It seisms that with every album, Willie Nile releases, his music was being heard by a much wider audience. If I Was A River, Willie’s tenth album was something of a game-changer.  Released in Britain on January 2015, If I Was A River introduced a new generation of music lover’s to Willie Nile’s music. No wonder. If I Was A River, was a very different album from Willie Nile.

If I Was A River was a much more understated album from Willie Nile. The piano was at the centre of If I Was A River’s sound. So were ten captivating songs and a tight, talented band.  They played their part in an album that was released to critical acclaim. It lead to a new generation of music lovers discovered  Willie Nile’s tenth album, If I Was A River It’s one of the best albums of his career.

Mostly,  If I Was a River  is an album of songs that are variously beautiful, heartfelt, introspective, poetic, soul-baring and soul-searching. They’re also tinged with melancholy, sadness and joy. Tales of love and love lost, sit side-by-side with tales heartbreak and hurt. If I Was A River is a very personal album from Willie Nile, one that’s best described as an emotional roller coaster.



Before embarking upon a solo career, Louisiana born singer-songwriter Zachary Cale was a member of several college bands. By Zachary’s own admission, most were short-lived, and none of them were particularly successful. However, they taught Zachary Cale about stagecraft and songwriting. So when Zachary embarked upon a solo career, he was more than ready. He was ready to step out of the shadows, and take centre-stage. However, success didn’t come easy for Zachary Cale. It was only after releasing nine albums that his music began to reach a wider audience.

Blue Rider, which was released in 2013, was a game-changer for Zachary Cale Following the success of Blue Rider, Zachary Cale’s thoughts turned to his fifth album, Duskland. It was released on No Quarter in August 2015.

On Duskland, Zachary Cale seamlessly flits between Americana, country, country-rock, Neo Folk and rock. He’s just as comfortable singing country, as he is singing Neo Folk. Zachary Cale is a truly versatile singer, one whose capable of writing incisive, cerebral and cinematic lyrics. They tell stories, stories of people’s lives, their happiness, hopes, hurt and heartbreak. These songs come to life on Duskland. It’s a career defining album from Louisiana born troubadour, Zachary Cale who musically comes of age on Duskland, which is a near flawless opus.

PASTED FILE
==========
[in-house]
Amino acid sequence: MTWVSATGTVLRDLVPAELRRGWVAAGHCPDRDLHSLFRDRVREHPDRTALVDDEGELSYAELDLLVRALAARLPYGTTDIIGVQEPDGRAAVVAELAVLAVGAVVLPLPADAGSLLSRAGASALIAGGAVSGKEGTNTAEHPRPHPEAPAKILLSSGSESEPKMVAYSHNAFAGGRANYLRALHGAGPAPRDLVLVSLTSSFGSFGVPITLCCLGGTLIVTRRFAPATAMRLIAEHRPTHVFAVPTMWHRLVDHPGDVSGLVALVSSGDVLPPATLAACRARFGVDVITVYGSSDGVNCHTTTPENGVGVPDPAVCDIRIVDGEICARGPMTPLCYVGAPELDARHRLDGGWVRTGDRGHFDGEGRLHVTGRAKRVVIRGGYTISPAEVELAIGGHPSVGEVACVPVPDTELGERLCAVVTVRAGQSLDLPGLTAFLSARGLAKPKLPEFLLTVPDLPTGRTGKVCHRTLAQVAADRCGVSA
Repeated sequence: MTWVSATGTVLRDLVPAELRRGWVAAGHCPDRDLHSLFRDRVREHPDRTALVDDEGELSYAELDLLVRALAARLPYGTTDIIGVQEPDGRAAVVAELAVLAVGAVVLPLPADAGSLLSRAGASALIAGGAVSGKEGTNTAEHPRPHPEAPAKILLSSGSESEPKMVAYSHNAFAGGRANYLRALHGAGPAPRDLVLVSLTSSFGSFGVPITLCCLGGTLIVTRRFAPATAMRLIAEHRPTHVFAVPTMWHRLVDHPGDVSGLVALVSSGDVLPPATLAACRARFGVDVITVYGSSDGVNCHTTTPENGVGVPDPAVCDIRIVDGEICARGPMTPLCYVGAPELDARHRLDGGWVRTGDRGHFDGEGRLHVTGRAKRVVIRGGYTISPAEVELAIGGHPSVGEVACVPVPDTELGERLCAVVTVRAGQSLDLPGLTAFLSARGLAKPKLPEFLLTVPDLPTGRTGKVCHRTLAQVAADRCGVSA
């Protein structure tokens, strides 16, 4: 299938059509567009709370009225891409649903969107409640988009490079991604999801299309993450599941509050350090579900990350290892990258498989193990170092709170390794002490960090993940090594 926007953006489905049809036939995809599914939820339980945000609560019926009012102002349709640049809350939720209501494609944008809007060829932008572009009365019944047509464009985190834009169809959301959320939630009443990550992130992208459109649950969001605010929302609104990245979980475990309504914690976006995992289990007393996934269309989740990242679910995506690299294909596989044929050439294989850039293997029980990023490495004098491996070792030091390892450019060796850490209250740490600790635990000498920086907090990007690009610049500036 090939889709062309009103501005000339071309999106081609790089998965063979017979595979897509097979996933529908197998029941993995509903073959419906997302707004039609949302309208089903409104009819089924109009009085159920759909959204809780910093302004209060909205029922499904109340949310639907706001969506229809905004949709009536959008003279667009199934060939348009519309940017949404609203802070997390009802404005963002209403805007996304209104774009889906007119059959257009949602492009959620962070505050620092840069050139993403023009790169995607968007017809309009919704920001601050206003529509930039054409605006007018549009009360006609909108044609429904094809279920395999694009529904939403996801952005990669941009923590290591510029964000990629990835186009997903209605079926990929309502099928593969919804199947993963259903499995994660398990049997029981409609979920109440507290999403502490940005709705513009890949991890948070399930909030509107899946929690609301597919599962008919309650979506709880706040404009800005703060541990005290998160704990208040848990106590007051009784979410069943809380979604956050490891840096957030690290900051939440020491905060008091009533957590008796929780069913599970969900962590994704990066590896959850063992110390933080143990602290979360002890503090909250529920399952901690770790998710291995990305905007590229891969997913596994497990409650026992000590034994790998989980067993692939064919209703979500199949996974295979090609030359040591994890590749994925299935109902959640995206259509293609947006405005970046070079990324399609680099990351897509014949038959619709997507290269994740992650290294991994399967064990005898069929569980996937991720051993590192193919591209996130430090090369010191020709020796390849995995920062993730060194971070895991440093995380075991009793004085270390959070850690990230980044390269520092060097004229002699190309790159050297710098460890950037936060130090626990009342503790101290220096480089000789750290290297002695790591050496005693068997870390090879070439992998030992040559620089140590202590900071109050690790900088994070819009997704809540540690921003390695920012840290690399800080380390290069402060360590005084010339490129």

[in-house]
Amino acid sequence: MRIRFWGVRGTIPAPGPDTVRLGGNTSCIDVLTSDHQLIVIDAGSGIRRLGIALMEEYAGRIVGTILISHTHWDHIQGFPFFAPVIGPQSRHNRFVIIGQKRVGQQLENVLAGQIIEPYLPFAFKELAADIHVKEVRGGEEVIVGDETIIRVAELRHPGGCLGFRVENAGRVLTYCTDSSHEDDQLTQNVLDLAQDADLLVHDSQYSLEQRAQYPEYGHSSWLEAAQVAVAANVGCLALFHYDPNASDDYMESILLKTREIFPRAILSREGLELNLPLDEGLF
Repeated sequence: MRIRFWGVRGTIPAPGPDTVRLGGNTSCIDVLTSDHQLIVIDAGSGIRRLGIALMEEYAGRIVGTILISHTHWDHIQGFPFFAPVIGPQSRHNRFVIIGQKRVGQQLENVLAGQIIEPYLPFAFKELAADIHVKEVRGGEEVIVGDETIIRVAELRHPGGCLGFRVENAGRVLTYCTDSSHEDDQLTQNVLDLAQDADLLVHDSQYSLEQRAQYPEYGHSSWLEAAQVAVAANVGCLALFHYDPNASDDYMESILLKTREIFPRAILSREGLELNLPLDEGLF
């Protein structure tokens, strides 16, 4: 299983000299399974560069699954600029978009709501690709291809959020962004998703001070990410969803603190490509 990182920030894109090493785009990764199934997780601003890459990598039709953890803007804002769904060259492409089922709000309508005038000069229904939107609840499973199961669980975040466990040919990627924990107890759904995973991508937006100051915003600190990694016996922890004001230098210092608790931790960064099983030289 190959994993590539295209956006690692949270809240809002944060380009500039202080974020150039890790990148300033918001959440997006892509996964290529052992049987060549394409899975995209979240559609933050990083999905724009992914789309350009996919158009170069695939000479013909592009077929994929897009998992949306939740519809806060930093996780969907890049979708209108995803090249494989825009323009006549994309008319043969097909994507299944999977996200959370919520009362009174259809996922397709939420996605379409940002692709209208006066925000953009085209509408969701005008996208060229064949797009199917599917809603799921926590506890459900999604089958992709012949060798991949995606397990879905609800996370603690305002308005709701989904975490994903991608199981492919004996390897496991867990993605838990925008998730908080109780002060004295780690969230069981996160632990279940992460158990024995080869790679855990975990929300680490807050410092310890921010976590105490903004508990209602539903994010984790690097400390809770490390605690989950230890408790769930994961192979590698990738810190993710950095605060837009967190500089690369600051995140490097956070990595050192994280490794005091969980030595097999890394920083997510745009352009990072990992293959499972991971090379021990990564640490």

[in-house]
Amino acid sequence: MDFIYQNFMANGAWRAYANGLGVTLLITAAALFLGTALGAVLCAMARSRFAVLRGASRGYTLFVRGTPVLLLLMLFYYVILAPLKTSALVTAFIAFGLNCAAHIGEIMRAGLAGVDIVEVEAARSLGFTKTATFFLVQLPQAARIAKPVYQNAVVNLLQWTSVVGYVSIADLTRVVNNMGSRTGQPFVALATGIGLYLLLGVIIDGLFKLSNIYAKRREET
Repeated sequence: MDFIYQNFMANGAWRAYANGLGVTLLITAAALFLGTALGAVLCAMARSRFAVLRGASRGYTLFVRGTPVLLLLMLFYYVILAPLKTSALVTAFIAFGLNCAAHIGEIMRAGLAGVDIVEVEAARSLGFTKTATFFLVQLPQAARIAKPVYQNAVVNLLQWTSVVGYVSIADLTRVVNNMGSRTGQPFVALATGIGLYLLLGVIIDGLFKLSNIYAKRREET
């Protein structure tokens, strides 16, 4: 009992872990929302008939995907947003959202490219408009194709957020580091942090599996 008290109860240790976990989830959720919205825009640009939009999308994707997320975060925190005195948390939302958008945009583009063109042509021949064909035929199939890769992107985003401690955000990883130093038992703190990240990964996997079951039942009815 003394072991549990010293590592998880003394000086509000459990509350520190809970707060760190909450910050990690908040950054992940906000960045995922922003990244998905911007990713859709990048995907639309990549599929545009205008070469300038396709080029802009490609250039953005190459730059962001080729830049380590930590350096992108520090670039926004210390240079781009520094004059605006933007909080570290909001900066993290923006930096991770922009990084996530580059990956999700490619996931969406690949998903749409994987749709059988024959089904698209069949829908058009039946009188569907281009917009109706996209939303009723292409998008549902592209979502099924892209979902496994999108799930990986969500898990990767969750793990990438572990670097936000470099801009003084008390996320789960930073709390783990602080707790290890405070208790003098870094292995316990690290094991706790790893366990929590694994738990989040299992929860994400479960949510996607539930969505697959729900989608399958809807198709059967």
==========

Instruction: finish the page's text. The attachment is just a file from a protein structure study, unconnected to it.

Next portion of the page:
That’s what I consider to be the fifty-five best new albums of 2015. As you can see, it’s an eclectic list; featuring everything from ambient and avant garde, to electro, experimental and folk, free jazz, through indie pop, progressive rock, psychedelia and rock.  That’s not forgetting folk rock, post rock and space rock.  The music on each of the albums is innovative, inventive and influential. Mediocre isn’t in these musicians dictionary. Leave that to the third rate Nu Soul singers and hip hoppers. They don’t feature on the fifty-five best new albums of 2015. Never will. Instead, the artists on the fifty-five best new albums of 2015 are the musical creme de la creme. They come from far and wide.

This includes Norway, Sweden and Finland. That’s not surprising. The Nordic Wave movement features some of the most most talented and innovative musicians. There’s also artists and bands from elsewhere in Europe, including Germany, Romania, Scotland and England. Then there’s artists and bands from North and South America. American and Canada represent North America; with Argentina and Peru represent South America. A man whose travelled even further afield, is the former wedding singer, Omar Souleyman. His star is still in the ascendancy, and for the second time in three years, makes the list of best new albums. He’s not alone.

Other bands and artists have graced the list, and doubtless will do so again. We’ll know who, once 2016 draws to a close. Before that, there’s a lot of music to listen to. Enjoy.

Leave a Reply

Fill in your details below or click an icon to log in: Logo

You are commenting using your account. Log Out /  Change )

Google photo

You are commenting using your Google account. Log Out /  Change )

Twitter picture

You are commenting using your Twitter account. Log Out /  Change )

Facebook photo

You are commenting using your Facebook account. Log Out /  Change )

Connecting to %s

This site uses Akismet to reduce spam. Learn how your comment data is processed.

%d bloggers like this: